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For Australian Christmas, Everything's Overturned But The Pudding

Tuesday, December 23, 2014

Cooking in 100-degree weather is no fun, which is why many Australians ditched roasts and other holiday mainstays long ago. Except for Christmas pudding, a tradition steeped in history — and alcohol.

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In Slovakia, Christmas Dinner Starts In The Bathtub

Monday, December 22, 2014

Christmas carp is a holiday mainstay in many central European nations. Traditionally, it swims in the family tub for a day or two, sometimes becoming a sort of pet before it ends up on the plate.

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A History Lesson On The Philippines, Stuffed In A Christmas Chicken

Sunday, December 21, 2014

Rellenong manok is a deboned chicken filled with a jumble of ingredients. If it seems hard to pin down how this dish got all its fillings, it's because of the complexity of the Philippines' culture.

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For Norwegian-Americans, Christmas Cheer Is Wrapped Up In Lefse

Sunday, December 21, 2014

For many Norwegian-American families, the most anticipated Christmas treat isn't chocolate or sugar-dusted cookies. It's a simple potato-based pancake, spread with butter and sugar or jam.

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Antarctic Holiday: A Christmas Feast In The Loneliest Spot On Earth

Saturday, December 20, 2014

For Dr. Gavin Francis, Christmas Eve marked the start of a year-long stay in an icy research base 8,700 miles from home. In this "empire of ice and isolation," he says, food is essential to morale.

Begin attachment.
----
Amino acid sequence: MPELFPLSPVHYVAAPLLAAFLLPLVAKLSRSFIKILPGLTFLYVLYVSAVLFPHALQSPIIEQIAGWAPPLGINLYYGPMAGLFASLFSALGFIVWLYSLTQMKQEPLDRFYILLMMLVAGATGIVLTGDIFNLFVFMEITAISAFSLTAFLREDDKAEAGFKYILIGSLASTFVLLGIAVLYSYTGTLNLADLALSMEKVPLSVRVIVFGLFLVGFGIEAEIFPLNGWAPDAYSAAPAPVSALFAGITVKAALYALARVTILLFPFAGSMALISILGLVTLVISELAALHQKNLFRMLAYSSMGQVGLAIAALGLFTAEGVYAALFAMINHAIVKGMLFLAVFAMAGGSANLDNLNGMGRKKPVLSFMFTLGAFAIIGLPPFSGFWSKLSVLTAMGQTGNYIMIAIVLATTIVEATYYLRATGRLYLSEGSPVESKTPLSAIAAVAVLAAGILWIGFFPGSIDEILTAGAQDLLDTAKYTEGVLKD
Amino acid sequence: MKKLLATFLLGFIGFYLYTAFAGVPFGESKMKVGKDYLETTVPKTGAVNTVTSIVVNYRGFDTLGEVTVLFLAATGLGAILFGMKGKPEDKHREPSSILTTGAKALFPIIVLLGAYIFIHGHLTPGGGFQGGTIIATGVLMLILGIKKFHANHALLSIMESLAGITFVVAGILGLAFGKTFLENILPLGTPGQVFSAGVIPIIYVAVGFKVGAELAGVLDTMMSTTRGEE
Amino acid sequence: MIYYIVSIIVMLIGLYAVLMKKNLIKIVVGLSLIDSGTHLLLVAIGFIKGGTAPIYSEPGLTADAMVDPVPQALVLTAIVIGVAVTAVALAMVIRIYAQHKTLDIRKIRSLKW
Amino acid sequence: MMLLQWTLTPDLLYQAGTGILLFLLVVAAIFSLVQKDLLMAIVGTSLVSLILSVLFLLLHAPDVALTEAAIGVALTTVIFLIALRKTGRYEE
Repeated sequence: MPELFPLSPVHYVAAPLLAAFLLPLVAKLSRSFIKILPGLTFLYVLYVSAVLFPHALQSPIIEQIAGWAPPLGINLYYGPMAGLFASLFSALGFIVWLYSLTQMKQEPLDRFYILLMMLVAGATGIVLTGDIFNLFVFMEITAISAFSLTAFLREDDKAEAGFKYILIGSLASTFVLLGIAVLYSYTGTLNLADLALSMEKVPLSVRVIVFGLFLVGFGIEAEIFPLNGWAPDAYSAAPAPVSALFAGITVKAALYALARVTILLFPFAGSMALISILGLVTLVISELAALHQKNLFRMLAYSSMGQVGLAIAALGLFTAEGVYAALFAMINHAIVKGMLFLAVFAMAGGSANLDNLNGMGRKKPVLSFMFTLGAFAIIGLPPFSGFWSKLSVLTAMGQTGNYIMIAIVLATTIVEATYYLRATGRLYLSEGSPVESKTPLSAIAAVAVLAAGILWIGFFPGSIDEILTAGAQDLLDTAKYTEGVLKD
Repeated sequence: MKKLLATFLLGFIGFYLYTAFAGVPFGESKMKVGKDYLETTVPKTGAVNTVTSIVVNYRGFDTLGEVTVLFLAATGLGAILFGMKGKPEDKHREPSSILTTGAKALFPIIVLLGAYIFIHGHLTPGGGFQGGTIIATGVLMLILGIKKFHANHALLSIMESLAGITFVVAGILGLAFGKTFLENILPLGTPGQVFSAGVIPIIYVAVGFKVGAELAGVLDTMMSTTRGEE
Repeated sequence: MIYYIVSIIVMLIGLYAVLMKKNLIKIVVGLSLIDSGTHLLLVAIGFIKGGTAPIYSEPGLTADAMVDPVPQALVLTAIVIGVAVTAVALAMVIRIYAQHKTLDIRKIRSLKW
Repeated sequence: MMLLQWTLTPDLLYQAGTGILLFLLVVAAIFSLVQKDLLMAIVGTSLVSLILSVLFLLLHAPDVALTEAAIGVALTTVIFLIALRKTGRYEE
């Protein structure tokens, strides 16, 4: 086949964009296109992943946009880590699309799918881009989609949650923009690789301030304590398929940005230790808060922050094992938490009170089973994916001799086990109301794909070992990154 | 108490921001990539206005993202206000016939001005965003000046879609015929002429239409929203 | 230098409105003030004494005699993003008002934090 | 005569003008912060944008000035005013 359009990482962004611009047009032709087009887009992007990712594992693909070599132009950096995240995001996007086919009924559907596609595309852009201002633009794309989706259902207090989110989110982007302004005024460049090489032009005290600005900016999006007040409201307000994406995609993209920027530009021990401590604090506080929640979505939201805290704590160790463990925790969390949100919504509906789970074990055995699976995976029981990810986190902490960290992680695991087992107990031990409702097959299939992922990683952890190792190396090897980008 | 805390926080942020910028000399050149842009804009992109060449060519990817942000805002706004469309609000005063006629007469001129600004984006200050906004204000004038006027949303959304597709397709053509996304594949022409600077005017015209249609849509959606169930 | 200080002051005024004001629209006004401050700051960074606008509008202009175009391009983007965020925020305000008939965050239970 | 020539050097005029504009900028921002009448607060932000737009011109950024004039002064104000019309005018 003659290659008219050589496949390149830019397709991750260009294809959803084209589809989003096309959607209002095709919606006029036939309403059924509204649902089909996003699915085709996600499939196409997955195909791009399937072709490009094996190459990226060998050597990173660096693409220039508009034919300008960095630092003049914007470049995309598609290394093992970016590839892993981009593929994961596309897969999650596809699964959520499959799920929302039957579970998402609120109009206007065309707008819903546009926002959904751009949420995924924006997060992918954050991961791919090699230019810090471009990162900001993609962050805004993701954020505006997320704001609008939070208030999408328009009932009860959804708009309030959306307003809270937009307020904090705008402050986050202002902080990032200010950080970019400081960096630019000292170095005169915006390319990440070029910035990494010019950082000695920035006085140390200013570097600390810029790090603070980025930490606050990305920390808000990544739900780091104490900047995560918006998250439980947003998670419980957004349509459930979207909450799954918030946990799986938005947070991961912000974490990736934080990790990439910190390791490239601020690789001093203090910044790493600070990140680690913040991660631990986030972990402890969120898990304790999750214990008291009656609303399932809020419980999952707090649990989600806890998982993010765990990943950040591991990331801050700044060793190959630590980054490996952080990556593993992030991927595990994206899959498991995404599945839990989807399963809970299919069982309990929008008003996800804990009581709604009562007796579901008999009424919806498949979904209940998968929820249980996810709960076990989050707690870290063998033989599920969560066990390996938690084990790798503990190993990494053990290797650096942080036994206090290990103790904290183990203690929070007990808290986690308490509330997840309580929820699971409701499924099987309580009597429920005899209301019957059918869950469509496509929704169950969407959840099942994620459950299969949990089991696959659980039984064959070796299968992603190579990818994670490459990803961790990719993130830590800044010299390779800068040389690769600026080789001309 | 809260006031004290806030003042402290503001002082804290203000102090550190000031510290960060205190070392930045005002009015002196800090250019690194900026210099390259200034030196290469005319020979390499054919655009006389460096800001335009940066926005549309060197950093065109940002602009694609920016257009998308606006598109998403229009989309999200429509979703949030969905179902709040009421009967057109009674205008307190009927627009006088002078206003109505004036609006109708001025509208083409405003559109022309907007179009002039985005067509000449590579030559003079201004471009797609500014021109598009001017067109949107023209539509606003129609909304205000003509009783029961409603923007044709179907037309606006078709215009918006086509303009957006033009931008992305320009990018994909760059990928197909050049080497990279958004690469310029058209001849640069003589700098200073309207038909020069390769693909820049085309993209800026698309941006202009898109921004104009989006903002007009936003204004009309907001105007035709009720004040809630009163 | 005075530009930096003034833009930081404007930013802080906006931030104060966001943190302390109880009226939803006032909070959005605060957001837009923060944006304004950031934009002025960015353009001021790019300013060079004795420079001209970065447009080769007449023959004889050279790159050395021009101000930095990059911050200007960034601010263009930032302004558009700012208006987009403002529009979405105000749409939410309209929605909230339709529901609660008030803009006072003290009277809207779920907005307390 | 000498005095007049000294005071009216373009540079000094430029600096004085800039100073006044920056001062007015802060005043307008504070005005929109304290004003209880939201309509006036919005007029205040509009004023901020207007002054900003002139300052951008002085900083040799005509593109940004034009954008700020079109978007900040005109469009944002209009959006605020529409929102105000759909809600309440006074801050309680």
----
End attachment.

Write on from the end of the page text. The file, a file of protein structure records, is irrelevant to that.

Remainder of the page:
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Pride And Prejudice: For Latinos, Tamales Can Taste Of Both

Friday, December 19, 2014

Tamales are a Christmas Eve tradition throughout Latin America, but there are hundreds of different versions. Whose is best? That's a question likely to elicit a fiercely partisan response.

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Tourtiere: A French-Canadian Twist On Christmas Pie

Thursday, December 18, 2014

On Christmas Eve, many French-Canadians will gather after midnight Mass for reveillon, a lavish dinner party that lasts into the wee hours. The traditional centerpiece is a savory, spiced meat pie.

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A Holy Land Christmas Porridge Honors A Damsel In Distress

Wednesday, December 17, 2014

Some Christians in Israel and the West Bank celebrate Eid el-Burbara on Dec. 17. The feast honors St. Barbara, an early convert to Christianity whose story is echoed in the Rapunzel tale.

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All Things Considered

The 12 Days Of Quirky Christmas Foods Around The Globe

Tuesday, December 16, 2014

We're kicking off a 12-part series exploring the rich diversity of Christmastime edibles around the world. We've zeroed in on meals that reveal as much about a country's history as its gastronomy.

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Hanukkah History: Those Chocolate Coins Were Once Real Tips

Saturday, December 13, 2014

Many Jewish families celebrate the holiday by handing out gelt, chocolate coins covered in gold and silver. These days they're treats for kids. But the practice began as a way to thank labor.